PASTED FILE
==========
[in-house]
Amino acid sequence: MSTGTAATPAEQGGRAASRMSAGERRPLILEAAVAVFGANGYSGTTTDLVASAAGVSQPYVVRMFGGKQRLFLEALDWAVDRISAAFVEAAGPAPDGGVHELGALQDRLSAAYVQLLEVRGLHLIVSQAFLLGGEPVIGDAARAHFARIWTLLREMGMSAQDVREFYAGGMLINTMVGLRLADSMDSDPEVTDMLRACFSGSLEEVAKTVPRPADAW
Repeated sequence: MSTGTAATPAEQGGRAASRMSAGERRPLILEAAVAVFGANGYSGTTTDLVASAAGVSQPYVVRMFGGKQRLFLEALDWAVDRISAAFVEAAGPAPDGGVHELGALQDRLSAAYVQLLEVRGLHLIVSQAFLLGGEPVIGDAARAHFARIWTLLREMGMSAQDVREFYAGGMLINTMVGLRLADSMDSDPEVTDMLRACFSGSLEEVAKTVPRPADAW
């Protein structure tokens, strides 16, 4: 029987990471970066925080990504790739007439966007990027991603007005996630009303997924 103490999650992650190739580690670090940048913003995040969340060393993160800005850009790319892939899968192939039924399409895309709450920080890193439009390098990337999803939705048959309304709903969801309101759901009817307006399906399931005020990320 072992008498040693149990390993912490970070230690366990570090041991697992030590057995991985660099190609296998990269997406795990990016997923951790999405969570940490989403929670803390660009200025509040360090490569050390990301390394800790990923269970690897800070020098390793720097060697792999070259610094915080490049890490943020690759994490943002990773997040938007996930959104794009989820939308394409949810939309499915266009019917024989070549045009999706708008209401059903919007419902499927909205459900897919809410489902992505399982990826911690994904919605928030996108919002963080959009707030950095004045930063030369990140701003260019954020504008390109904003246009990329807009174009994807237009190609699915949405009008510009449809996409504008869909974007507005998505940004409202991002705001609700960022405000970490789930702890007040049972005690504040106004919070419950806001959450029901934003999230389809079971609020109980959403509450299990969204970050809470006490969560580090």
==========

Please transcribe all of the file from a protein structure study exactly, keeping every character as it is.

[in-house]
Amino acid sequence: MSTGTAATPAEQGGRAASRMSAGERRPLILEAAVAVFGANGYSGTTTDLVASAAGVSQPYVVRMFGGKQRLFLEALDWAVDRISAAFVEAAGPAPDGGVHELGALQDRLSAAYVQLLEVRGLHLIVSQAFLLGGEPVIGDAARAHFARIWTLLREMGMSAQDVREFYAGGMLINTMVGLRLADSMDSDPEVTDMLRACFSGSLEEVAKTVPRPADAW
Repeated sequence: MSTGTAATPAEQGGRAASRMSAGERRPLILEAAVAVFGANGYSGTTTDLVASAAGVSQPYVVRMFGGKQRLFLEALDWAVDRISAAFVEAAGPAPDGGVHELGALQDRLSAAYVQLLEVRGLHLIVSQAFLLGGEPVIGDAARAHFARIWTLLREMGMSAQDVREFYAGGMLINTMVGLRLADSMDSDPEVTDMLRACFSGSLEEVAKTVPRPADAW
């Protein structure tokens, strides 16, 4: 029987990471970066925080990504790739007439966007990027991603007005996630009303997924 103490999650992650190739580690670090940048913003995040969340060393993160800005850009790319892939899968192939039924399409895309709450920080890193439009390098990337999803939705048959309304709903969801309101759901009817307006399906399931005020990320 072992008498040693149990390993912490970070230690366990570090041991697992030590057995991985660099190609296998990269997406795990990016997923951790999405969570940490989403929670803390660009200025509040360090490569050390990301390394800790990923269970690897800070020098390793720097060697792999070259610094915080490049890490943020690759994490943002990773997040938007996930959104794009989820939308394409949810939309499915266009019917024989070549045009999706708008209401059903919007419902499927909205459900897919809410489902992505399982990826911690994904919605928030996108919002963080959009707030950095004045930063030369990140701003260019954020504008390109904003246009990329807009174009994807237009190609699915949405009008510009449809996409504008869909974007507005998505940004409202991002705001609700960022405000970490789930702890007040049972005690504040106004919070419950806001959450029901934003999230389809079971609020109980959403509450299990969204970050809470006490969560580090």